Gold demand falls by 36% as Covid-19 spreads

JP Casey 27 July 2020 (Last Updated July 27th, 2020 13:26)

Financial analyst Refinitiv has published a report into gold in the second quarter of this year, which has revealed that amid the Covid-19 pandemic, demand for the precious metal has fallen to its lowest level since 2009.

Gold demand falls by 36% as Covid-19 spreads
Blagodatnoye gold mine has one of the largest ore processing plants in Russia. Image courtesy of Polyus.

Financial analyst Refinitiv has published a report into gold in the second quarter of this year, which has revealed that amid the Covid-19 pandemic, demand for the precious metal has fallen to its lowest level since 2009.

The company’s figures show that physical gold demand fell to 677 tonnes in the second quarter of this year, a 36% decline, with the jewellery sector among the worst-hit, with global offtake falling by 53%. Refinitiv noted that demand has been “paralysed” due to the spread of the Covid-19 virus, with lockdown measures implemented across the world disrupting traditional markets and mineral exchanges.

These measures have also impacted gold demand, with mineral production across the world affected by the inability of many miners to go to work. Refinitiv’s figures show that nearly 130 mines have had to be placed under care and maintenance since the outbreak of the virus, as gold mine production fell by 12% in the second quarter of this year.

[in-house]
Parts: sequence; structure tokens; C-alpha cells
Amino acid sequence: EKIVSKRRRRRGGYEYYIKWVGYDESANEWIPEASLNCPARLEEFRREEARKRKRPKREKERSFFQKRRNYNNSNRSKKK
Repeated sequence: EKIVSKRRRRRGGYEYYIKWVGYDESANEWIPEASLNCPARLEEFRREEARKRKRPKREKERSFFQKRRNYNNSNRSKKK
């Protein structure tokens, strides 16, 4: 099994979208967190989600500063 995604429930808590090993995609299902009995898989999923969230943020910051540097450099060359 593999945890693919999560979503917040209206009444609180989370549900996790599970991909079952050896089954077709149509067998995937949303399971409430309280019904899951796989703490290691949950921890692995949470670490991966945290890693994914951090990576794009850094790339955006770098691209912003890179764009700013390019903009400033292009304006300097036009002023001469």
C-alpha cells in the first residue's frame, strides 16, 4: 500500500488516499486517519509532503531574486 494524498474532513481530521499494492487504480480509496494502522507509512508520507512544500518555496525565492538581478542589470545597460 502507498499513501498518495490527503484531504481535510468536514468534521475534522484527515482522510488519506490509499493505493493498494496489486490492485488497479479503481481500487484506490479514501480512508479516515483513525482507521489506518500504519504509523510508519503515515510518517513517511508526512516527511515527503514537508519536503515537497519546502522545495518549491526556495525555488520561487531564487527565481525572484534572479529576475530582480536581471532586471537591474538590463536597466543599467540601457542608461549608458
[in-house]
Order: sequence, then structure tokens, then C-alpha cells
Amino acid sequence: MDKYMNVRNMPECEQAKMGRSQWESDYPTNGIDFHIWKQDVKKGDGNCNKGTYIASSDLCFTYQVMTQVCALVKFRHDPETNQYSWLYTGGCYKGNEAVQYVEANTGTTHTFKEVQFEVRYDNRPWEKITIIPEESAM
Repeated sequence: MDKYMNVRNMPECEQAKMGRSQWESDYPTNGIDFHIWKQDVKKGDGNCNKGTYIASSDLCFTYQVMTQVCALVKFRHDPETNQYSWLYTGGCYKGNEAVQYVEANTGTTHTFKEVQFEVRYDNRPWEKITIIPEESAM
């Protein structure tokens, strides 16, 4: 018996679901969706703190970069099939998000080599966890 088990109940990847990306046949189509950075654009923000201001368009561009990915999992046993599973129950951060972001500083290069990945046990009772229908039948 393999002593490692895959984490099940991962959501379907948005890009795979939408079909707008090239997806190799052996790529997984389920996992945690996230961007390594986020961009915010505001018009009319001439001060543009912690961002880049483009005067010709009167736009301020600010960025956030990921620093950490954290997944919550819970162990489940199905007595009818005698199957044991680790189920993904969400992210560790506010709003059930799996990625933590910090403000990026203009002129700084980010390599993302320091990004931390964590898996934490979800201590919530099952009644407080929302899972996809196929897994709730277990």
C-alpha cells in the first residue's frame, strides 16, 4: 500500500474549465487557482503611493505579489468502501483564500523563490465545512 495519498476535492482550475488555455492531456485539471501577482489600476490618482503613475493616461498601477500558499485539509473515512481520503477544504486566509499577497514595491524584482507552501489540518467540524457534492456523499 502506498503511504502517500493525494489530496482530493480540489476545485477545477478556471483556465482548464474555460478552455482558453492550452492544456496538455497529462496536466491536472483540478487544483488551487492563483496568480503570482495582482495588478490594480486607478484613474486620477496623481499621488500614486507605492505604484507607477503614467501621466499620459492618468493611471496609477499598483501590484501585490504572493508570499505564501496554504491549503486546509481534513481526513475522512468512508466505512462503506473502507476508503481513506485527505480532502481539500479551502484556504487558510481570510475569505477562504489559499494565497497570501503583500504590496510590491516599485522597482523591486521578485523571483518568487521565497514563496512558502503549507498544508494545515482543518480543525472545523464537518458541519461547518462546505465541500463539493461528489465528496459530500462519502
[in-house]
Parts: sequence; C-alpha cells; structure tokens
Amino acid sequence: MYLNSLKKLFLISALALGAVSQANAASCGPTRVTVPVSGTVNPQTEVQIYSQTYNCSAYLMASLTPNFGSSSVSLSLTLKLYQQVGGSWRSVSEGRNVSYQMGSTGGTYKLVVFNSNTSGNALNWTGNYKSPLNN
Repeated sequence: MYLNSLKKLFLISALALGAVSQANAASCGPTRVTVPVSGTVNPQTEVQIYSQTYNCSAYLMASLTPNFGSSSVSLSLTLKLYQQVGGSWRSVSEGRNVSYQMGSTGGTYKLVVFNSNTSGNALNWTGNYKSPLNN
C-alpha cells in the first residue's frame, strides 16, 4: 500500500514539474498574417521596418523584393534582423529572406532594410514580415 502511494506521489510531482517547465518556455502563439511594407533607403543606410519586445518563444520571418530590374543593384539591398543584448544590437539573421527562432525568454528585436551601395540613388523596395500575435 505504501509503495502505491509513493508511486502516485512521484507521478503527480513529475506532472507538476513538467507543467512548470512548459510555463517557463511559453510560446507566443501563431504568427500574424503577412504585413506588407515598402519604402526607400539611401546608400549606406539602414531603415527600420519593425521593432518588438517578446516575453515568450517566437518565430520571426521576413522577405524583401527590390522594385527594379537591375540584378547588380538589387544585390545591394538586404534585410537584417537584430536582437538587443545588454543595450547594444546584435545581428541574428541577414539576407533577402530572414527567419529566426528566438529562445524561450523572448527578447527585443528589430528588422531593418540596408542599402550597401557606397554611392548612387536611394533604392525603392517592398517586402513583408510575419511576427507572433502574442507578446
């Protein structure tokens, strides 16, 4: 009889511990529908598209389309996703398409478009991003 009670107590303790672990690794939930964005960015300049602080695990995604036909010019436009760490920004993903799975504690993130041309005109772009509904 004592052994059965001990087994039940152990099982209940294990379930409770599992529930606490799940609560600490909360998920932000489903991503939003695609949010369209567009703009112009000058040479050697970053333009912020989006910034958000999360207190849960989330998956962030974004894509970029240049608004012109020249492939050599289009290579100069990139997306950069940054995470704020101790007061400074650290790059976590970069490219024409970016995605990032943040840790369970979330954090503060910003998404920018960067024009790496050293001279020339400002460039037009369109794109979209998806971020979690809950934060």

However, the price of gold has seen an inverse trend, sharply increasing as demand has fallen. During the second quarter of the year, the price hit an eight-year high of $1,772 per ounce, up 8% on the previous three months and up 31% on the second quarter of 2019.

“Looking ahead, the overall macroeconomic backdrop remains very supportive for gold,” said Cameron Alexander, director of precious metals research at Refinitiv. “We believe that gold will continue its uptrend, driven by growing concerns over the global economic recession, fears of a second wave of Covid-19, heightened geopolitical tensions, historically low and negative interest rates, as well as rising inflationary expectation amidst unprecedented levels of stimulus measures launched by central banks around the globe.

“Having said that, gold remains vulnerable to liquidation in the short term as a move closer to its previous record high level or beyond that may well trigger a wave of profit taking.”